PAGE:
Marks & Spencer is about to take its high-tech relationship with Avery Dennison to the next level.
The London-based department store group, which began using RFID — radio frequency identification — technology from Avery Dennison nine years ago, has decided to roll out RFID to the apparel and home goods departments of all its stores, which number more than 700 in the U.K., with completion expected in spring 2014.
“Having accurate stock information is a driver for our whole business, especially when it comes to multichannel,” said Kim Phillips, head of packaging at M&S. “The RFID partnership with Avery Dennison is allowing us to replenish stock from the distribution center more accurately, making more garment sizes available to more customers, and continuing to prove its value over and over again.”
M&S began using RFID for clothing in its High Wycombe store in 2003, including 10,000 men’s suits, shirts and ties in its initial run. The process had been expanded to 60 stores by 2005 and, based on improvements in customer service and inventory control, to an additional 60 units in 2007.
Shawn Neville, president of Avery Dennison’s retail brand and information solutions unit, said M&S has used almost one billion RFID tags during the course of its relationship with Avery Dennison. RFID allows for the scanning of up to 15,000 items per hour, even at a distance of a meter from the scanner, versus between 400 and 600 items when bar-code technology is utilized.
“M&S is focused on providing exceptional experience and RFID enables that experience by ensuring inventory accuracy from the distribution center to the store floor, providing shoppers with consistent and accurate product availability in-store and online,” Neville said.
In addition to providing 99 percent accuracy in inventory measurement, RFID reduces out-of-stocks by between 60 and 80 percent, according to Avery Dennison. Payback on RFID investment averages one year.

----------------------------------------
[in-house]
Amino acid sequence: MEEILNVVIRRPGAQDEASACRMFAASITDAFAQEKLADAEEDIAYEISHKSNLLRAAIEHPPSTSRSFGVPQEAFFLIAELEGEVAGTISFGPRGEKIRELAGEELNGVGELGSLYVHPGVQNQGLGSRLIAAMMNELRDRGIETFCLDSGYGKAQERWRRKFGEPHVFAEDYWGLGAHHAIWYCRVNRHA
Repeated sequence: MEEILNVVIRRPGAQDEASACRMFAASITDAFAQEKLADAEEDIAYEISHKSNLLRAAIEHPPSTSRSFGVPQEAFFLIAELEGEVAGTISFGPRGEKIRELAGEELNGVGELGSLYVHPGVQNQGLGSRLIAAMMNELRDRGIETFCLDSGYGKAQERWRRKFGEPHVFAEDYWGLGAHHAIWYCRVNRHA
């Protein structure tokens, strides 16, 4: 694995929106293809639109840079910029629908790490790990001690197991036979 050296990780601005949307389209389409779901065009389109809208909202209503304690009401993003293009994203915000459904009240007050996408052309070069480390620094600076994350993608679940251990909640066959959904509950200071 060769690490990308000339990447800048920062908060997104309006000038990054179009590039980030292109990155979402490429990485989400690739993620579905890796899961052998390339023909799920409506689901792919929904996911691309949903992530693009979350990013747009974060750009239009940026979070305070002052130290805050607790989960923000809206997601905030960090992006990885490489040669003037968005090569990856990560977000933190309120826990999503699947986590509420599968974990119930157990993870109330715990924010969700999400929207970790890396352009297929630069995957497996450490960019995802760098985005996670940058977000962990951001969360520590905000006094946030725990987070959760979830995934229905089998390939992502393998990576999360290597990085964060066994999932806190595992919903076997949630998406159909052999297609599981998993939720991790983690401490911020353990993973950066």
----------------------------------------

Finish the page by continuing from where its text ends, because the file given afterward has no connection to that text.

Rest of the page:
“Azzedine has been one of the biggest influences in my life. He has always been such a strong, loving, fatherly figure to me. I call him Papa. His designs are indescribably unique, they are pieces of art. He knew how to make the female form look its loveliest. I have so many memories of him; my favorite might be during my first show with him in Paris. He liked me and he wanted to help me get more work. He called all his friends at Kenzo and Comme des Garcons, and asked them to book me. They said, ‘But she can’t walk!’ And he said, ‘but she has such a great ass!' His friendship and support has been the great privilege of my career. I can't imagine life without him. Repose en paix mon Papa.” - @stephanieseymour tells @wwd. #wwdfashion (📷: @steveeichner) #alaia #azzedinealaia
Azzedine Alaïa, flanked by two of his closest friends, models Stephanie Seymour and Naomi Campbell.
He designed Seymour’s dress for her 1995 wedding to Peter Brant, and treated Campbell (who famously called him Papa), like a daughter. For more on the legendary designer, tap the link in bio. #wwdfashion #alaia #azzedinealaia
Azzedine Alaïa's “I-did-it-my-way” ethos stood out starkly at a time when brands are experimenting with consumer-facing fashion shows, coed formats and trans-seasonal collections – anything to perk up lackluster sales of ready-to-wear in an age of Insta-everything. “It’s not creation anymore. This becomes a purely industrial approach,” the late designer told WWD in an interview last year. “But anyway, the rhythm of collections is so stupid. It’s unsustainable. There are too many collections.” Read more about the iconic designer’s life and work on wwd.com, link in bio. #wwdfashion #azzedinealaia (📷: @WWD Archive, 1986) #alaia
Sneaker reselling app @goat’s latest exhibit, "The Greatest: New York," tells the story of New York's sneaker culture. To celebrate the exhibit, an intimate crowd gathered on Thursday night at the pop-up gallery space, located at Platform in Culver City, to hear guest speaker and illustrator @esymai talk about her own rise in streetwear and women in the business. "For me I'm just someone who is creative. I like to create things," said Chang. #wwdfashion
Azzedine Alaïa, one of the most iconic couturiers of the modern era whose body-con designs defined Eighties fashion, has died in Paris. The diminutive Tunisian-born designer, known for his structured knitted dresses with fitted waists and impeccably cut, figure-hugging second skin silhouettes was deeply admired by his peers, and counted supermodel Naomi Campbell - his adoptive daughter - among his inner circle, one of a gang of glamazons including Farida Khelfa, Carla Bruni and Stephanie Seymour who became ambassadors of his style. (📷: Alexandre Guirkinger) #wwdblast